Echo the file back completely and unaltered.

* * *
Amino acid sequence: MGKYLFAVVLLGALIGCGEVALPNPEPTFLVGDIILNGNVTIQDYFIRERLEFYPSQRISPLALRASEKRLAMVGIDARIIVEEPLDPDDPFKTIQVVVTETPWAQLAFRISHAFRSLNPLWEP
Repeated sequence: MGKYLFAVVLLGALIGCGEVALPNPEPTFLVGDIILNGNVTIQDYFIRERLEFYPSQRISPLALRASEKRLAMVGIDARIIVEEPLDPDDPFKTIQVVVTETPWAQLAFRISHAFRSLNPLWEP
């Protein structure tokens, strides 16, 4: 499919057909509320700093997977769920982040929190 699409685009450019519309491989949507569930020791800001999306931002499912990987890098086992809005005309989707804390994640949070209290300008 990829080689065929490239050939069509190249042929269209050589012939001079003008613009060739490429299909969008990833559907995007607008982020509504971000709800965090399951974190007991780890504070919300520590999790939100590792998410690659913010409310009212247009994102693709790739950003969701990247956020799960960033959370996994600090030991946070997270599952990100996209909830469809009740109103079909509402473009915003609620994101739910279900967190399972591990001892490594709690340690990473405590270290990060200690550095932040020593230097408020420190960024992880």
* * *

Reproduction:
Amino acid sequence: MGKYLFAVVLLGALIGCGEVALPNPEPTFLVGDIILNGNVTIQDYFIRERLEFYPSQRISPLALRASEKRLAMVGIDARIIVEEPLDPDDPFKTIQVVVTETPWAQLAFRISHAFRSLNPLWEP
Repeated sequence: MGKYLFAVVLLGALIGCGEVALPNPEPTFLVGDIILNGNVTIQDYFIRERLEFYPSQRISPLALRASEKRLAMVGIDARIIVEEPLDPDDPFKTIQVVVTETPWAQLAFRISHAFRSLNPLWEP
């Protein structure tokens, strides 16, 4: 499919057909509320700093997977769920982040929190 699409685009450019519309491989949507569930020791800001999306931002499912990987890098086992809005005309989707804390994640949070209290300008 990829080689065929490239050939069509190249042929269209050589012939001079003008613009060739490429299909969008990833559907995007607008982020509504971000709800965090399951974190007991780890504070919300520590999790939100590792998410690659913010409310009212247009994102693709790739950003969701990247956020799960960033959370996994600090030991946070997270599952990100996209909830469809009740109103079909509402473009915003609620994101739910279900967190399972591990001892490594709690340690990473405590270290990060200690550095932040020593230097408020420190960024992880």